The pandemic has put strains on both community mental health and the availability of mental healthcare resources. Local providers acknowledge increased demand, which can manifest itself in increased wait times and other barriers to care.
Because finding help might be more difficult than pre-pandemic, PublicSource has gathered resources to help residents connect to providers and community groups and learn more about getting connected to available services.
Not sure where to start?
If you’re feeling unsure if therapy is right for you, you can take an anonymous mental health screening online from MindWise Innovations. This can help determine if your current thoughts and feelings may be associated with a common mental health concern. If you decide to seek further help, there are many ways to go about that.
Finding a therapist can be a daunting task, and finding one that is right for you may not happen right away. Psychology Today is a low-stress and user-friendly way to start your search. The website allows you to input your ZIP code to generate a local list of therapists and other mental health providers.
Allegheny County has compiled a list of resources for residents. These are resources for non-emergency services for those over the age of 18. The University of Pittsburgh Department of Psychiatry has put together a similar list of providers, including mental health drop-in centers for people in more urgent need. Do you need urgent help?
National suicide prevention hotline: 1-800-273-8255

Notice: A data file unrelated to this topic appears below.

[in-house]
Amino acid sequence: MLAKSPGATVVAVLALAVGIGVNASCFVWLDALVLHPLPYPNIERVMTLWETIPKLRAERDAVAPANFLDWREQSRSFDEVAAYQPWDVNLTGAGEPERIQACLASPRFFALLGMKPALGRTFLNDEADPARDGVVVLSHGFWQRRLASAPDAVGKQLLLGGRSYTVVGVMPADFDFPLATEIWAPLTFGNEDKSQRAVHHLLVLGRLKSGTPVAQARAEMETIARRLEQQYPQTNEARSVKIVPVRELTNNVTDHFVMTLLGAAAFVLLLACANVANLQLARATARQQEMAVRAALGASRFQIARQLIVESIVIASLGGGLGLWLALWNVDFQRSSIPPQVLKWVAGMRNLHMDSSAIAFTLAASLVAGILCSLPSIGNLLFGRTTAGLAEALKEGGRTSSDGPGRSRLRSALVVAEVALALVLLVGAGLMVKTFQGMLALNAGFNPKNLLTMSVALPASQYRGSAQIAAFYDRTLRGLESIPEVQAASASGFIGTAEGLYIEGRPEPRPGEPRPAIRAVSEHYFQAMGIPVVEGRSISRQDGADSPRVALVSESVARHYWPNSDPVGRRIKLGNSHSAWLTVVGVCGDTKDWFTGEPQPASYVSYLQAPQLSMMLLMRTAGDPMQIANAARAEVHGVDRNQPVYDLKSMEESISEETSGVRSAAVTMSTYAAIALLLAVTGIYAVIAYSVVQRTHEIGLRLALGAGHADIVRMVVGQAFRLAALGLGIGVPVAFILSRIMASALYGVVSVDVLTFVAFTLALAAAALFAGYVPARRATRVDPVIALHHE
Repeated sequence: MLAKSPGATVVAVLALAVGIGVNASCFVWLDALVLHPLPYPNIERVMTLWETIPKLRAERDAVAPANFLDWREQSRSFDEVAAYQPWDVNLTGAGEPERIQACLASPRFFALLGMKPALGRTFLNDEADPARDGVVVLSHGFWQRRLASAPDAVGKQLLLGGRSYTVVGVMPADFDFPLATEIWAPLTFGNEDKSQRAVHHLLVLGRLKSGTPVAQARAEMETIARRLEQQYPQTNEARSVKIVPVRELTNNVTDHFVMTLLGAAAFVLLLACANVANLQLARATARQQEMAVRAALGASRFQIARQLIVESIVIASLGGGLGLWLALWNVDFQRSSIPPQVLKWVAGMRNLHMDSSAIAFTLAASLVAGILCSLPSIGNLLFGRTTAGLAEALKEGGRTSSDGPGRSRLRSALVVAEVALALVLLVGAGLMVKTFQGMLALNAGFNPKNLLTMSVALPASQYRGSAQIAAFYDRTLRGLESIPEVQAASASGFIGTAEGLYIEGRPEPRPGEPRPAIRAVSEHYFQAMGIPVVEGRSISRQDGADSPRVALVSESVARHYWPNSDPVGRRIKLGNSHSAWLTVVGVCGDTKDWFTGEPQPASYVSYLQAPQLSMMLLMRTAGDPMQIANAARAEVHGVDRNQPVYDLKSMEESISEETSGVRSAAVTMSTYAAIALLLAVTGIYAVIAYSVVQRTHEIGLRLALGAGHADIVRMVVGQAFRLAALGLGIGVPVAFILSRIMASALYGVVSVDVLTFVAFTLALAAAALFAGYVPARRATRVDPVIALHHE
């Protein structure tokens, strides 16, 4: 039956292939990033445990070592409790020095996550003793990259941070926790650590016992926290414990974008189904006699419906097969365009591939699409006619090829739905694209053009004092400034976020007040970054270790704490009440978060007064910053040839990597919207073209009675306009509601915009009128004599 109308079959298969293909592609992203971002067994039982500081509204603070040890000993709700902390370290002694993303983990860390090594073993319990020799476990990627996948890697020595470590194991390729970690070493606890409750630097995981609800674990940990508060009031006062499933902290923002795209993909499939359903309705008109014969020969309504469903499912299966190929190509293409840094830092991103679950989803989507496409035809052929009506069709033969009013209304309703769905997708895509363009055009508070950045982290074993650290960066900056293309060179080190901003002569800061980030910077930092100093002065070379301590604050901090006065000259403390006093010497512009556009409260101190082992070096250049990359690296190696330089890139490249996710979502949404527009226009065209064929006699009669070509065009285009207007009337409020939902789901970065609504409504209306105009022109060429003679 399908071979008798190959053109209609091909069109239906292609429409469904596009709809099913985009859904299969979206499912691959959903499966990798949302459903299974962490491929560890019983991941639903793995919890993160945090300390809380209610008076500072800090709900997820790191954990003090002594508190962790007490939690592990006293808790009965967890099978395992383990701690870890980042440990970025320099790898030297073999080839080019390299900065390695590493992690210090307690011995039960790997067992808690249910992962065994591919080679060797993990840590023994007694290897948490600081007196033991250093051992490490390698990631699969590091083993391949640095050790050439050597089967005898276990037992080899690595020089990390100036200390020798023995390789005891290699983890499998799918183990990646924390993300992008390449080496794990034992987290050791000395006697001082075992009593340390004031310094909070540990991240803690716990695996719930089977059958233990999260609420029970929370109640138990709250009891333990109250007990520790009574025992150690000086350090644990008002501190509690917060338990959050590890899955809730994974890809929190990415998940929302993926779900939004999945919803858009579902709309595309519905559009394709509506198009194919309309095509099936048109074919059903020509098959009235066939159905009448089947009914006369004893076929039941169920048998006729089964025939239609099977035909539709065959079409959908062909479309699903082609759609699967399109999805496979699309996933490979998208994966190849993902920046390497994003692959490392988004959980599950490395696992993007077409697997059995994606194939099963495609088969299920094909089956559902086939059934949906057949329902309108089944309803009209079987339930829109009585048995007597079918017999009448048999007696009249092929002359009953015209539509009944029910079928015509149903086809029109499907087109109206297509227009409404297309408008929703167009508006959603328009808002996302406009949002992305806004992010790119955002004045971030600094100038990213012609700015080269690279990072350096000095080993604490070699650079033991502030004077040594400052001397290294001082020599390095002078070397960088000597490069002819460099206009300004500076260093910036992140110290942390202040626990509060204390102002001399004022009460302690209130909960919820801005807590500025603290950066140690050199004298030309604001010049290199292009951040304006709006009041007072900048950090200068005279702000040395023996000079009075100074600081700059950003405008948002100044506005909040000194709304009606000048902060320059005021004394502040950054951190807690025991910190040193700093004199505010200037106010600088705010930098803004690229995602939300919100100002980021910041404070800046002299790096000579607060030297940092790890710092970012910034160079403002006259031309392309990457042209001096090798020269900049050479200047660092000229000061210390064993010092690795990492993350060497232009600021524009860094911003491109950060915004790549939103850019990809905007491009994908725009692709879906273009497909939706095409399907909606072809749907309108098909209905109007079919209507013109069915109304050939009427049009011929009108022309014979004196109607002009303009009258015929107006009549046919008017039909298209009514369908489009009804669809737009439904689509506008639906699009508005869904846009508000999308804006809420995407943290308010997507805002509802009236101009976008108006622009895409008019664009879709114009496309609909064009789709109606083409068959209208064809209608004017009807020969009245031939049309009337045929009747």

National sexual assault hotline: 1-800-656-4673
Crisis text line: 741-741
Network of Care is a national portal where you can input your ZIP code and the type of service you are looking for to find details on local behavioral health services and other information on mental health.
Will my insurance cover mental health services?
Cost of care is a prevalent concern when looking for a new provider. It’s important to find a service that you can afford, but cost shouldn’t limit the services that you have access to or the quality of care that you receive. The Paul Wellstone and Pete Domenici Mental Health Parity and Addiction Equity Act requires that coverage of mental health services by insurance be comparable to physical health coverage.
The American Psychological Association has helpful information on navigating your insurance coverage by guiding you through what your insurance is responsible for under the parity law. The law generally applies to employer-sponsored health coverage for companies with 50 or more employees, coverage purchased through health insurance exchanges that were created under the Affordable Care Act, Children’s Health Insurance Program (CHIP) and most Medicaid programs. It is important to note that a health plan is allowed to exclude certain diagnoses based on what they consider to be a physical health problem versus a behavioral/mental health problem.
If you have health insurance, you should be able to find information on coverage in your plan itself or on the insurer’s website. If you aren’t sure, ask your human resources representative or contact your insurance provider directly.
Don’t have insurance? You may qualify for Medical Assistance, for which you can enroll at any time. You can apply online, in person, by telephone or on paper. More information on applying is available from the state.
What kind of services are right for you?
If you are looking for help with a specific issue like substance abuse, grief counselling, or you are looking to help a loved one, you may want more specialized help. The Commonwealth of Pennsylvania has collected various resources on its website that are issue-specific if you already have an idea of what you need.
Studies show that patients who feel more aligned with their therapist benefit from treatment more so than those who do not feel aligned. This does not necessarily mean that treatment with someone who is of a different race or sexual orientation will not be helpful, only that patients often benefit more if their practitioner has an authentic understanding of their client’s experience.